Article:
This week, the Census Bureau released its population growth estimates for 2018 broken down by local geographical units. Data is available for each county in the country as well as for the 390 metropolitan areas and 555 micropolitan areas in the United States and Puerto Rico defined by the Census Bureau. This post will focus on population changes in the larger metropolitan areas.
Where the population growth is
The first interesting result from the Census Bureau estimates is that, while the population of the country increased by 18,409,329 from 2010 to 2018, the population of the metropolitan statistical areas (MSAs) increased by 18,613,226, representing 100.1 percent of the total population growth. That is, while the population of the country grew 6 percent during those 8 years, the rest of the country lost population to the larger metropolitan areas.
And “larger metropolitan areas” is a relative term. The smallest metropolitan statistical area had a population of just under 56,000 people in 2010.
Forty of the MSAs defined by the Census Bureau saw population increases of more than 100,000 people from 2010 to 2018. The MSA that saw the largest population growth was the Dallas-Ft. Worth-Arlington metro area, which added 1,113,489 people. The top ten metros for population growth between 2010 and 2018 are shown in the following table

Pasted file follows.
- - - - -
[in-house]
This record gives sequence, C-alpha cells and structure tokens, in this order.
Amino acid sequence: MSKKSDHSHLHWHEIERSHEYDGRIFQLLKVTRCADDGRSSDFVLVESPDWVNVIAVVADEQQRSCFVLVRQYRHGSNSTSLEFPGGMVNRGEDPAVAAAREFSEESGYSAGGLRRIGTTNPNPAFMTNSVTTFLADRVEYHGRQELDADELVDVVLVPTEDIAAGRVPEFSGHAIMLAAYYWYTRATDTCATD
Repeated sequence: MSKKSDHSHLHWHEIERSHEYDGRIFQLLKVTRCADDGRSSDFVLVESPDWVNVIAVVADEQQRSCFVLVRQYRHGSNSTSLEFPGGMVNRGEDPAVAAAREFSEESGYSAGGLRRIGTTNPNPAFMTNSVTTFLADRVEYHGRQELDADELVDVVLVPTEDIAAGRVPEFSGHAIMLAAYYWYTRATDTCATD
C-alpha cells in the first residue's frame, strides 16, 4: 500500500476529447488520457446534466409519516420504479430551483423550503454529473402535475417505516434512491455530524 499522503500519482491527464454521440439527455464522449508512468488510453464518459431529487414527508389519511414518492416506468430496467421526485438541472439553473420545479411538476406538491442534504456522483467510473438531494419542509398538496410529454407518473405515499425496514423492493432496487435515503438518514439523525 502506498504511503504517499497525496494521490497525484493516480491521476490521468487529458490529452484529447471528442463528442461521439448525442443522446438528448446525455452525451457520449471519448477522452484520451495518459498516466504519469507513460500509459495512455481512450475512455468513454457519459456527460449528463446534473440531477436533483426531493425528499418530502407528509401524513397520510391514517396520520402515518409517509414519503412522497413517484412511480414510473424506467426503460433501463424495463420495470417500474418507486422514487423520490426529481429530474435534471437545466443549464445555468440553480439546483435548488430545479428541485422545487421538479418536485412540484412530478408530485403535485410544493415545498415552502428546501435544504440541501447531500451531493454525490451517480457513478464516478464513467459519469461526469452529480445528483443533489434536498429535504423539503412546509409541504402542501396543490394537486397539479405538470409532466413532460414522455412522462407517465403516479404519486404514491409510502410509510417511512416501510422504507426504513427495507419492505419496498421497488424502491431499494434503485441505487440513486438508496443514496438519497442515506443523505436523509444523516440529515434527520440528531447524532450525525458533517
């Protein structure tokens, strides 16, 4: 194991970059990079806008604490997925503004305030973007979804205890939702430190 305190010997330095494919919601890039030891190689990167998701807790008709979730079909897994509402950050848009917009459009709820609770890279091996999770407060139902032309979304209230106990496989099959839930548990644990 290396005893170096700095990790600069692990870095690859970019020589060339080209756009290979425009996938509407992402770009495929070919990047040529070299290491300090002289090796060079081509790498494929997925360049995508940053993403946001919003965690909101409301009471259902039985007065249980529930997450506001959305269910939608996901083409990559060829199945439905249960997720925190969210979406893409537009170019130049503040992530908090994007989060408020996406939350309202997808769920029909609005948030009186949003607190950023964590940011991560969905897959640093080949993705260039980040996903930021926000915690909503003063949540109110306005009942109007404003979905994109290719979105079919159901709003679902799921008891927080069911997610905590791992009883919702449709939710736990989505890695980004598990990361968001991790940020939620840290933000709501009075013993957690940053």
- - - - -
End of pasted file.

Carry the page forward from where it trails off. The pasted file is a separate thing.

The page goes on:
|Metro Area||Population Growth|
Of these MSAs, the ones with the highest percentage population growth from 2010 to 2018 are Austin at 26.3 percent, and Orlando at 20.5 percent. All of the MSAs listed in the table saw double digit population growth on a percentage basis except for Los Angeles, where growth was only 3.6 percent, well below the national average.
And where it is not
Of the 51 MSAs with populations over 1,000,000 people in 2010, 5 lost population between 2010 and 2018, just under 10 percent of this group. They are Rochester, NY; Buffalo, NY; Hartford Conn.; Cleveland, Ohio and Pittsburgh, Pa. Interestingly, Detroit and Baltimore, which are the poster children for population loss, managed to gain population in their MSAs between 2010 and 2018. However, this may be due more to growth in the outlying areas of the MSAs rather than to population increases in the cities themselves.
Of 137 MSAs with populations between 100,000 and 200,000 people in 2010, 46 lost population by 2018. This represents 33.5 percent of the MSAs of this size.
It would appear from this report that the concentration of the American population into the larger metropolitan areas continues apace.
The Census Bureau’s news release can be found here.